Boing Boing is proudly sponsored by Ray, the super remote!
Walk into almost any room with a television set, and you're bound to come across an unseemly pile of remote controls. The more game consoles and streaming media players we collect, the more plastic remotes we accumulate, and after 50 years of TV remote technology, controlling what you want to watch on your television set is more confusing than ever. Not even the traditional universal remotes have helped much. Why? Because most universal remotes are designed to function the same way as the remotes they're trying to replace!
The only way to fix the remote control madness is to erase our notion of what a remote control is and how we interact with them. Start from scratch and reinvent one. Be less about how we control things and more about how we enjoy them. And that's exactly what Ray Super Remote has done. Unlike any other remote control, the Ray recommends what you want to watch based on what you like to watch. It learns and improves the more you use it, tapping into various video sources like content from your cable provider, movies on Roku and other streaming services, making the TV experience less about searching through guides and more about sitting back and watching old favorites or new discoveries.
Founded by CEO David Skokna and created by a team of engineers and designers who come from innovative companies like Apple, MakerBot, Amazon, and Nokia, Ray could easily be mistaken for a smart phone. It's a beautiful device, with sleek Gorilla Glass on the front and back, and the same machined aluminum siding you'd find on an iPhone. And most remarkable of all, this is a remote control with no buttons on its face! Instead, you control your TV and game consoles with a touchscreen.
"The whole process of hitting buttons and navigating all these different remotes is completely obsolete behavior," says Mark Kizelshteyn, Head of User Experience at Ray, who came on board just after the company was founded in Brooklyn, NY almost three years ago. "It's not about hitting buttons."
The only buttons you'll find on Ray are three on its curved aluminum sidebar: one to turn the device on and off, one for volume control, and one for mute.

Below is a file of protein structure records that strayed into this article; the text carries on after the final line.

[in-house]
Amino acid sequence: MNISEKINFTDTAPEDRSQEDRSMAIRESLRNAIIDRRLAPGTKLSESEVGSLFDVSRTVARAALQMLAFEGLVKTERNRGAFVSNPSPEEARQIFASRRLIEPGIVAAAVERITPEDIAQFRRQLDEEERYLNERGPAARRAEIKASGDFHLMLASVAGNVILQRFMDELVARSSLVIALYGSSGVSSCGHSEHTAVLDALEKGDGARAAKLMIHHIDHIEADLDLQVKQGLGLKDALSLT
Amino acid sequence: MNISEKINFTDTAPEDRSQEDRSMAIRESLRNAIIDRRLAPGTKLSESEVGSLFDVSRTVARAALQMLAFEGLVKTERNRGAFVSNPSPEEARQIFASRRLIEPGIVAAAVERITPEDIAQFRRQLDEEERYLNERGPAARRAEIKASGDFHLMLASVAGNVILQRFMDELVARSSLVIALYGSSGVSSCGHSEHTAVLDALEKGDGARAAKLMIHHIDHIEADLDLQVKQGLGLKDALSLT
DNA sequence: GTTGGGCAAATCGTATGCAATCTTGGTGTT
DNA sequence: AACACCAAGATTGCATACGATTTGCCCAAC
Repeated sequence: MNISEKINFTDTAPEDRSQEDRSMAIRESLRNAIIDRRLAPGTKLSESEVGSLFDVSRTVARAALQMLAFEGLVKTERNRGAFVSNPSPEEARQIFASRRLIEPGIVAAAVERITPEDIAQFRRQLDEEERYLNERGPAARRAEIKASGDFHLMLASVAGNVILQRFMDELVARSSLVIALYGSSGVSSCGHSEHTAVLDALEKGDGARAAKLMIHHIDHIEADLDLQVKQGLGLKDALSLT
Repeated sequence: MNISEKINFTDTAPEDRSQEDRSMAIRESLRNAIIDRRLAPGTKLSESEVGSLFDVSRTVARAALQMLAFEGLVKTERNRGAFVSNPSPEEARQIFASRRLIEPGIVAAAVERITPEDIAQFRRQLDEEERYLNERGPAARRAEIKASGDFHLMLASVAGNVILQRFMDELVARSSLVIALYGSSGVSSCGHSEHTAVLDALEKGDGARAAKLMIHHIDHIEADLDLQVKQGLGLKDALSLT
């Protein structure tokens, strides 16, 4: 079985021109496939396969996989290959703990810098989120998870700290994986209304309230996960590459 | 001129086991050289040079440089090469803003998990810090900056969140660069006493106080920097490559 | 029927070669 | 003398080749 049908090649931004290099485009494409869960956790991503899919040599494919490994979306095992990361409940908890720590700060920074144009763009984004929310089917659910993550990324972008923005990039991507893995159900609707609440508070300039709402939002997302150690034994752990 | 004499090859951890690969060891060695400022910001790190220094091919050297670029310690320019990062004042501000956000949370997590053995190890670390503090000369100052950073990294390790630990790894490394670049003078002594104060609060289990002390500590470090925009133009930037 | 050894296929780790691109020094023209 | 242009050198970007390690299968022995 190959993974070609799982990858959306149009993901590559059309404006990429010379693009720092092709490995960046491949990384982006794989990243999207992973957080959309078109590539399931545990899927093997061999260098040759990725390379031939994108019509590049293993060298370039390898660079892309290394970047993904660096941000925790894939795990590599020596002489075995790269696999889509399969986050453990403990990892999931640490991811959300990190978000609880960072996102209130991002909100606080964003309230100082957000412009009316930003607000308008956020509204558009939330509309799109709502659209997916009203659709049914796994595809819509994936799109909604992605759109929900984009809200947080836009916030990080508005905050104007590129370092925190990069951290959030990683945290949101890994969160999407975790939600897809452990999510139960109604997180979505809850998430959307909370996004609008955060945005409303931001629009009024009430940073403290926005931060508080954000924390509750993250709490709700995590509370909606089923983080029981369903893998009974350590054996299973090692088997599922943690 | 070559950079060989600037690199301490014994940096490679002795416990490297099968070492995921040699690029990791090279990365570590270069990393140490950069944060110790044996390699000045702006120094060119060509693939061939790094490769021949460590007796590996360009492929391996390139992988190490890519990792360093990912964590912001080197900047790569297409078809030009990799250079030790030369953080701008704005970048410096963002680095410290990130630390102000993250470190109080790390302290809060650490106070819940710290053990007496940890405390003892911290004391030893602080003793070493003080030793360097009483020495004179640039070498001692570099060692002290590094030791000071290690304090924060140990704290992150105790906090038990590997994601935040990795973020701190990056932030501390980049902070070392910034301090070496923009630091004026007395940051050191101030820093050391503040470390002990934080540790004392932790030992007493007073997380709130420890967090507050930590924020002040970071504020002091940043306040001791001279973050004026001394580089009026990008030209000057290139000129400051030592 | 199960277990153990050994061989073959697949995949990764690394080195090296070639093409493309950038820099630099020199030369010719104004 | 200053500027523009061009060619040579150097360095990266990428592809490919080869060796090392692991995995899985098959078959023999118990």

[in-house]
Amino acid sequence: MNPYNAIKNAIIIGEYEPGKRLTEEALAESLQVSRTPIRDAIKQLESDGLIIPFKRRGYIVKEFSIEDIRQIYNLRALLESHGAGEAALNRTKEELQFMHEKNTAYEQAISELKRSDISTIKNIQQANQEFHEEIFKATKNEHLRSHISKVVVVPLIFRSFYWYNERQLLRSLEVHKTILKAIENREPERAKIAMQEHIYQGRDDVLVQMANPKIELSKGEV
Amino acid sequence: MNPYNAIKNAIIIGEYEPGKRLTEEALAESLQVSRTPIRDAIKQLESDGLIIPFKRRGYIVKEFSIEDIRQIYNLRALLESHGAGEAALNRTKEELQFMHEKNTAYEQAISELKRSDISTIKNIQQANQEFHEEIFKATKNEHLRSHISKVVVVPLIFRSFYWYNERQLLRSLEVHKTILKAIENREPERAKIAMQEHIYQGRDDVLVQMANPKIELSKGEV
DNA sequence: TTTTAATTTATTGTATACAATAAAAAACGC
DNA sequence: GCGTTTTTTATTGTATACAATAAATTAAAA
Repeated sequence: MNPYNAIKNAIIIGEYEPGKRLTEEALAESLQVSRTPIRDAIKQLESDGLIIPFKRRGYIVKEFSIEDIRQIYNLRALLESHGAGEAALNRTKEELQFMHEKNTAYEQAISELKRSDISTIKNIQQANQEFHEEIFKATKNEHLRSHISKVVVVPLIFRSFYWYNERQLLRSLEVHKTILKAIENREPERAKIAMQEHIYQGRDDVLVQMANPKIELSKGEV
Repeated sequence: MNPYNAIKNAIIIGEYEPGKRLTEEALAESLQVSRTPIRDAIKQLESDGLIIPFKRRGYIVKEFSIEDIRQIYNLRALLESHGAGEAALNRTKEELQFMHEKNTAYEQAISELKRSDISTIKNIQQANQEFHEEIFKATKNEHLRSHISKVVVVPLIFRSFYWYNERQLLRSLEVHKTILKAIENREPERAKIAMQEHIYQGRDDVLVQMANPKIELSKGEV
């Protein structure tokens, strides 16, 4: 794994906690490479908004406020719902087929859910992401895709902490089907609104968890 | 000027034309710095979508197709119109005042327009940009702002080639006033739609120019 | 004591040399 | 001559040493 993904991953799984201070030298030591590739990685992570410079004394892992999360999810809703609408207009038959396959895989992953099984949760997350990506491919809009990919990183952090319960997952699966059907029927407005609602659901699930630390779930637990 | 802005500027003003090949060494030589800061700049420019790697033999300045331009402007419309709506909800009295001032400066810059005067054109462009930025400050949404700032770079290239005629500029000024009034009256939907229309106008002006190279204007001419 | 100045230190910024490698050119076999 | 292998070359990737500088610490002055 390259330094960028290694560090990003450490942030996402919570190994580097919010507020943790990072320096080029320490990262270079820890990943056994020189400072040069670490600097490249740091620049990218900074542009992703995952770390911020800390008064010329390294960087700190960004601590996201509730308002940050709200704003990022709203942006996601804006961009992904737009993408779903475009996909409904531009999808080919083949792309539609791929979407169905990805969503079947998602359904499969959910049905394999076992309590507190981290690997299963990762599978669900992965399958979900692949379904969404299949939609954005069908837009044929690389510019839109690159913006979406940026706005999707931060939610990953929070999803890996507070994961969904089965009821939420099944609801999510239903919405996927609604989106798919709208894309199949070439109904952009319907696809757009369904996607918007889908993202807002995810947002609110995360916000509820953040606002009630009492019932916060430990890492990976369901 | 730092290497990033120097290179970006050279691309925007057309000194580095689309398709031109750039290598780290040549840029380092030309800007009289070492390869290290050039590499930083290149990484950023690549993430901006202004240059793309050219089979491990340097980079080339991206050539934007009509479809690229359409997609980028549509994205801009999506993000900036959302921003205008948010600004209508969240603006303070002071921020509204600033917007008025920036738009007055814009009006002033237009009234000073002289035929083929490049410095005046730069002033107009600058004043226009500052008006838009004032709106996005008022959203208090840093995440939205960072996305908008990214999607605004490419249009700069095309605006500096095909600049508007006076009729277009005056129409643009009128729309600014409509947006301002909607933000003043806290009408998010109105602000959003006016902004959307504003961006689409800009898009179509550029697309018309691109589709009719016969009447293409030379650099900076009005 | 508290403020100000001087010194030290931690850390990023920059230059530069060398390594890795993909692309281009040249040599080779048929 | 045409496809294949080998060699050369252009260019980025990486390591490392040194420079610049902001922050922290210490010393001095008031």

Kizelshteyn, who has also designed products for HBO GO and TED, says the driving factor in creating Ray was to make sure TV viewers find what they want to watch as quickly as possible. "The process of controlling the television needs to be invisible."
And so it is, in the same way navigating anything on your smart phone is. You don't think about the process, it's intuitive. Just like a smart phone, you simply tap, type or swipe. It opens to a welcoming "Hello" screen with apps that personally apply to you. These could include TV, Apple TV, DVR, Cable, Kids, Sports, Xbox or a bunch of others to choose from.
So for example, hit the TV app, and from there you can choose from your favorite shows, look at a TV guide, search for something new, record a show, and so much more. The device is constantly learning, so it becomes more custom tailored to your tastes as you use it.
As far as getting started, setup time is faster than any other remote control out there, according to Rich Besen, Head of Hardware Design at Ray. "Our setup process is on average less than half the time of our nearest competitor, and this is due to the fact that we have this beautiful touchscreen, which makes it easy." So easy, in fact, that Ray doesn't come with a manual or instructions booklet. "We're so excited to see people setting this up. It's even easy for people who aren't tech-savvy. You turn Ray on and it walks you through the setup process."
It is a bit unbelievable that, with smart phones and smart technology already entrenched in the mainstream, it's taken so long for the smart remote revolution to enter the new millennium. But according to Kizelshteyn, "People who have tried to go after this realize it's a lot more difficult than they expect. There's an enormous hardware, software and business development challenge, since it's nothing like a traditional remote."
Ray's small team of industry insiders took on a Steve Jobs type of attitude and approach in the way that they strived for perfection. "We didn't have a precious mentality about anything," says Kizelshteyn, "We all worked extremely hard, but it wasn't always right. We needed to be able to say, 'You know, this doesn't work. We need to throw this out and start over.' And we did that time and time again. Sometimes it knocks you down and it hurts, but you have to get up and say, 'It's okay, let's try it again.'" Kizelshteyn says everyone had this same mentality, and it was a really powerful force in the company.
Besen, who used to be a member of the Product Design team at Apple, says that, similar to the process at Apple, the Ray team controlled every aspect of the product's high quality. "The materials were carefully selected from the most premium aluminum, and we made sure to own the design from beginning to end. There was no confusion at Ray about making this the best product possible."
Ray controls devices over IR and will be rolling out Wi-Fi and Bluetooth control in future software updates.
Finally, one of the great things about Ray is that its operating system is constantly updating to accommodate changes in streaming devices, so it never becomes obsolete. "As new technology evolves in the TV world, our hardware is there to support it. It's futureproof," says Besen. "We really wanted to bring the remote forward and make something that wasn't just a remote, but that was a premium product and a welcome addition to the living room." In other words, they reimagined the remote.
Learn more about the Ray Super Remote!